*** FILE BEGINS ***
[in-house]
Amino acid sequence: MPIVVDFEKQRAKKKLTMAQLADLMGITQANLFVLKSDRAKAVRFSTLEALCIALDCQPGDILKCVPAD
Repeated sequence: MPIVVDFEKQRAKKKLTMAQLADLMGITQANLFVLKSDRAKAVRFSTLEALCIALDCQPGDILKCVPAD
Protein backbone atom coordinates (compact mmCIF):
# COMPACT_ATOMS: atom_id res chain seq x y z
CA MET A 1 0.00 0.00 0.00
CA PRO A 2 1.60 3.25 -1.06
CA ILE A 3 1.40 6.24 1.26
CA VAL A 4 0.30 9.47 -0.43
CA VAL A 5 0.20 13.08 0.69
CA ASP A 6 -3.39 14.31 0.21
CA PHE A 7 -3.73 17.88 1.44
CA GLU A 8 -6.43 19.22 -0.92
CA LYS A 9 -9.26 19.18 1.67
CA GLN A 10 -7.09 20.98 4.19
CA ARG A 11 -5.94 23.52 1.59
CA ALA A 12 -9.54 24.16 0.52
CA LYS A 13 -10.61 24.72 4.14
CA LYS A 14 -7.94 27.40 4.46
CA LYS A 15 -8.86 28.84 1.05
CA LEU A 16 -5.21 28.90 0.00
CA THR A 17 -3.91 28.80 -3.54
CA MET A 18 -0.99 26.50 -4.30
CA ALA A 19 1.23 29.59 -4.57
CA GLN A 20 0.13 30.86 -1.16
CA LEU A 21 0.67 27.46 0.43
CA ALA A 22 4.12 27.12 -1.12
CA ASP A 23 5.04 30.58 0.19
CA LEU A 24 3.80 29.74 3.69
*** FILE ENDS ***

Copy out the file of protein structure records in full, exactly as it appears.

[in-house]
Amino acid sequence: MPIVVDFEKQRAKKKLTMAQLADLMGITQANLFVLKSDRAKAVRFSTLEALCIALDCQPGDILKCVPAD
Repeated sequence: MPIVVDFEKQRAKKKLTMAQLADLMGITQANLFVLKSDRAKAVRFSTLEALCIALDCQPGDILKCVPAD
Protein backbone atom coordinates (compact mmCIF):
# COMPACT_ATOMS: atom_id res chain seq x y z
CA MET A 1 0.00 0.00 0.00
CA PRO A 2 1.60 3.25 -1.06
CA ILE A 3 1.40 6.24 1.26
CA VAL A 4 0.30 9.47 -0.43
CA VAL A 5 0.20 13.08 0.69
CA ASP A 6 -3.39 14.31 0.21
CA PHE A 7 -3.73 17.88 1.44
CA GLU A 8 -6.43 19.22 -0.92
CA LYS A 9 -9.26 19.18 1.67
CA GLN A 10 -7.09 20.98 4.19
CA ARG A 11 -5.94 23.52 1.59
CA ALA A 12 -9.54 24.16 0.52
CA LYS A 13 -10.61 24.72 4.14
CA LYS A 14 -7.94 27.40 4.46
CA LYS A 15 -8.86 28.84 1.05
CA LEU A 16 -5.21 28.90 0.00
CA THR A 17 -3.91 28.80 -3.54
CA MET A 18 -0.99 26.50 -4.30
CA ALA A 19 1.23 29.59 -4.57
CA GLN A 20 0.13 30.86 -1.16
CA LEU A 21 0.67 27.46 0.43
CA ALA A 22 4.12 27.12 -1.12
CA ASP A 23 5.04 30.58 0.19
CA LEU A 24 3.80 29.74 3.69